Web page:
The attraction of the vintage tool watch for many is that these were timepieces built to do a specific job as accurately as possible, and, as such, form almost always followed its utilitarian function. Military wristwatches, of course, often took this idea to the extreme, with nothing extraneous added, and nothing essential left out of the design.
During World War II, the British imported Swiss wristwatches and issued them under the A.T.P. moniker (Army Trade Pattern); most of these were 29–33-millimeter chrome or steel-cased watches with white or silver dials, luminous pips or baton indices, running central or sub-seconds, and 15-jewel movements with snap or screw back cases. However, the MoD eventually decided that these watches, which were essentially civilian models with military dials and spec/issue numbers, weren’t cutting it in the field, and they drew up a specification for a new wristwatch designed to fit the particular needs of Her Majesty’s Government—an ideal military watch where, yes, form followed function.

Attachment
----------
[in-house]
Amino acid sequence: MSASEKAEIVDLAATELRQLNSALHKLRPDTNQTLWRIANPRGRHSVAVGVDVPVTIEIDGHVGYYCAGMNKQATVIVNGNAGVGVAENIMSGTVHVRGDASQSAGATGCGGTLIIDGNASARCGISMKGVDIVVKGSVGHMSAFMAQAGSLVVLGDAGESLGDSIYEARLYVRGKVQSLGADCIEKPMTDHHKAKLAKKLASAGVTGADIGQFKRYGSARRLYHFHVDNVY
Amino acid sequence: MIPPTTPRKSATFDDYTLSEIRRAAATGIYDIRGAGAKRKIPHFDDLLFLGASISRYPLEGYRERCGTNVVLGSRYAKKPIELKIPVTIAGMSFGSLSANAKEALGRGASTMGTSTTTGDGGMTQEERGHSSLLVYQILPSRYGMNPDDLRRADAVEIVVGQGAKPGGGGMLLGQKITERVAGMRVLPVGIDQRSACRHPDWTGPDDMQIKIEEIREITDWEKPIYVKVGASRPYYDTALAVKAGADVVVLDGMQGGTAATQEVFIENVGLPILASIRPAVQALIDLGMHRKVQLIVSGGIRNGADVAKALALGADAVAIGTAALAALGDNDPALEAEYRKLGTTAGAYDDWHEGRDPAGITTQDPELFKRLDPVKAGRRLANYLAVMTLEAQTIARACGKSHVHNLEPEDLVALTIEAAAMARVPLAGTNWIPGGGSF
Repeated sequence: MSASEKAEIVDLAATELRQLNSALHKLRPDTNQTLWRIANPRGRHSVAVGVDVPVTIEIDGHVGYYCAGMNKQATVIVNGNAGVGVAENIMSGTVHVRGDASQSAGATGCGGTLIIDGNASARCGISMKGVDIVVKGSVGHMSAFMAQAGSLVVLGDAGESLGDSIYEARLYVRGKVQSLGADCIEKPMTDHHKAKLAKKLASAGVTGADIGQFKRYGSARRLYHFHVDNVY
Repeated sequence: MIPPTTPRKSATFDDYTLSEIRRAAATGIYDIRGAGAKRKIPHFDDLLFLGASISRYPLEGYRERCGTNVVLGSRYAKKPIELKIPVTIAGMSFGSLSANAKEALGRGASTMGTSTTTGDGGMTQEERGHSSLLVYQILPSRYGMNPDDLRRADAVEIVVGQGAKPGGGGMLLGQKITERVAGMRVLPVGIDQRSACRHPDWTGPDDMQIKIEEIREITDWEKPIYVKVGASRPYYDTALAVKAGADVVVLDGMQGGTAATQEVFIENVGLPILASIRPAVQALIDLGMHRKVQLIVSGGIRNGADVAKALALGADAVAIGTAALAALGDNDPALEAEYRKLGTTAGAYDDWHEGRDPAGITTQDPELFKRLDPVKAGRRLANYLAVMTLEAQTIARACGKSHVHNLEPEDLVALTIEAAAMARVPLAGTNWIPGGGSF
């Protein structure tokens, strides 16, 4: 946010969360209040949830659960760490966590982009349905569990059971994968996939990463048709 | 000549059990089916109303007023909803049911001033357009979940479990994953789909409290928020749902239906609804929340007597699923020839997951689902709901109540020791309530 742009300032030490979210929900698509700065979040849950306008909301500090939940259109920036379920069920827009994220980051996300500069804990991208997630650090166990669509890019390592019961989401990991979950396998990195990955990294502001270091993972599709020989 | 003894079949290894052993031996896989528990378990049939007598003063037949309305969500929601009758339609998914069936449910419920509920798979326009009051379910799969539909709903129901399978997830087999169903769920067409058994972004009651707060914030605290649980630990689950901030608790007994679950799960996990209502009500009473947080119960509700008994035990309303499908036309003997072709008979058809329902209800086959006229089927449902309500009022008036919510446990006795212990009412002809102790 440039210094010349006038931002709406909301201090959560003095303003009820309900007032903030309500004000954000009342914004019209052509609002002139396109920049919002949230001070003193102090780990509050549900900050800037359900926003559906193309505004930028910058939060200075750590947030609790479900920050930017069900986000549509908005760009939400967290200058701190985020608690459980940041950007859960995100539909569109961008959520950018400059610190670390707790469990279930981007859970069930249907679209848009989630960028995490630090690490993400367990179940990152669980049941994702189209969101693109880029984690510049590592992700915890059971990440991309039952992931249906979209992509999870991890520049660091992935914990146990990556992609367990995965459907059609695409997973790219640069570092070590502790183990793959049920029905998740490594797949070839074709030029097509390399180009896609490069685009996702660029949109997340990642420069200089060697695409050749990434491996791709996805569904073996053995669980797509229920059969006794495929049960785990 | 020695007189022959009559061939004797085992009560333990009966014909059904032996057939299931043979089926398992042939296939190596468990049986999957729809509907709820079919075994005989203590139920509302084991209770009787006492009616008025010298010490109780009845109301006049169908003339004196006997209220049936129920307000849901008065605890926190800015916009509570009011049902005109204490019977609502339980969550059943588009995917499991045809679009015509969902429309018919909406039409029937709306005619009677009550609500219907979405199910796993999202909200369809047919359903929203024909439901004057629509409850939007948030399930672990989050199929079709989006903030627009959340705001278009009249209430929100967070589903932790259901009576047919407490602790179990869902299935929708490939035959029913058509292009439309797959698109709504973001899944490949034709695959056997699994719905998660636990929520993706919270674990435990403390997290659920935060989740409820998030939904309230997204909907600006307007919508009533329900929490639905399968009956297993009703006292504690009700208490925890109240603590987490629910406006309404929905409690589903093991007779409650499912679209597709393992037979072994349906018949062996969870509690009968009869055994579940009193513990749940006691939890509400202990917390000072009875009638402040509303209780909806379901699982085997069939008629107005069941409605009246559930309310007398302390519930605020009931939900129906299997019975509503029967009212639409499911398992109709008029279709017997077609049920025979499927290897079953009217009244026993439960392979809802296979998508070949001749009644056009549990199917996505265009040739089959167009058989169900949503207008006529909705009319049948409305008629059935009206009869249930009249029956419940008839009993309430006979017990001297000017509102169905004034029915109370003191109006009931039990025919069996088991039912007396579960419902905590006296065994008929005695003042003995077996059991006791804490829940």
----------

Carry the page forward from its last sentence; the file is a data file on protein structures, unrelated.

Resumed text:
The new spec resulted in the W.W.W., the acronym for Wrist, Watch, Waterproof, but the watches themselves have become known colloquially as “The Dirty Dozen,” both as a reference to the famous 1967 war film, and because the timepieces were produced by a total of 12 Swiss firms. Because the watches weren’t delivered until between May and December of 1945, it is unlikely that any saw any wartime use in Europe during WWII (V-E Day was May 8, 1945), but the watches remained in circulation for some years afterward, and, as you will read below, some were even reissued to other militaries.
Because the 12 contracted firms each differed in size and production capabilities, each company simply delivered as many watches as it was capable of producing, with roughly 150,000 watches delivered in total.